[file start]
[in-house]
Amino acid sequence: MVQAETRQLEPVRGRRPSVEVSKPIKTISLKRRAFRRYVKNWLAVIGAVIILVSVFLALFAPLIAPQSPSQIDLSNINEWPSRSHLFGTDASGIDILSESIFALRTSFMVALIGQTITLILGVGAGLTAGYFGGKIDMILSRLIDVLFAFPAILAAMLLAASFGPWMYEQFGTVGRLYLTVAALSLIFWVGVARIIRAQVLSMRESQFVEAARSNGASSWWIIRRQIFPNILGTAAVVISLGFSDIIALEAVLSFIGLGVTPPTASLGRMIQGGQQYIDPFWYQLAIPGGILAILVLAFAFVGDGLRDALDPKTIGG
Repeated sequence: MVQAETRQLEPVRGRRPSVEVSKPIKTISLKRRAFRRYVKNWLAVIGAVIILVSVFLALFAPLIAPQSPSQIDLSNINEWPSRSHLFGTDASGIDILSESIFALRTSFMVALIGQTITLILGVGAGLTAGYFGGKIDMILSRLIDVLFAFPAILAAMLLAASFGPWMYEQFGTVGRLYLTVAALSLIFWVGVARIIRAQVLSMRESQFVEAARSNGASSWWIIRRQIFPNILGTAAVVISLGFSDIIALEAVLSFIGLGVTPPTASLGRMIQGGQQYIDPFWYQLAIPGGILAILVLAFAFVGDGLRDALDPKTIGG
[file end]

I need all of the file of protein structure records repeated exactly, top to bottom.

[in-house]
Amino acid sequence: MVQAETRQLEPVRGRRPSVEVSKPIKTISLKRRAFRRYVKNWLAVIGAVIILVSVFLALFAPLIAPQSPSQIDLSNINEWPSRSHLFGTDASGIDILSESIFALRTSFMVALIGQTITLILGVGAGLTAGYFGGKIDMILSRLIDVLFAFPAILAAMLLAASFGPWMYEQFGTVGRLYLTVAALSLIFWVGVARIIRAQVLSMRESQFVEAARSNGASSWWIIRRQIFPNILGTAAVVISLGFSDIIALEAVLSFIGLGVTPPTASLGRMIQGGQQYIDPFWYQLAIPGGILAILVLAFAFVGDGLRDALDPKTIGG
Repeated sequence: MVQAETRQLEPVRGRRPSVEVSKPIKTISLKRRAFRRYVKNWLAVIGAVIILVSVFLALFAPLIAPQSPSQIDLSNINEWPSRSHLFGTDASGIDILSESIFALRTSFMVALIGQTITLILGVGAGLTAGYFGGKIDMILSRLIDVLFAFPAILAAMLLAASFGPWMYEQFGTVGRLYLTVAALSLIFWVGVARIIRAQVLSMRESQFVEAARSNGASSWWIIRRQIFPNILGTAAVVISLGFSDIIALEAVLSFIGLGVTPPTASLGRMIQGGQQYIDPFWYQLAIPGGILAILVLAFAFVGDGLRDALDPKTIGG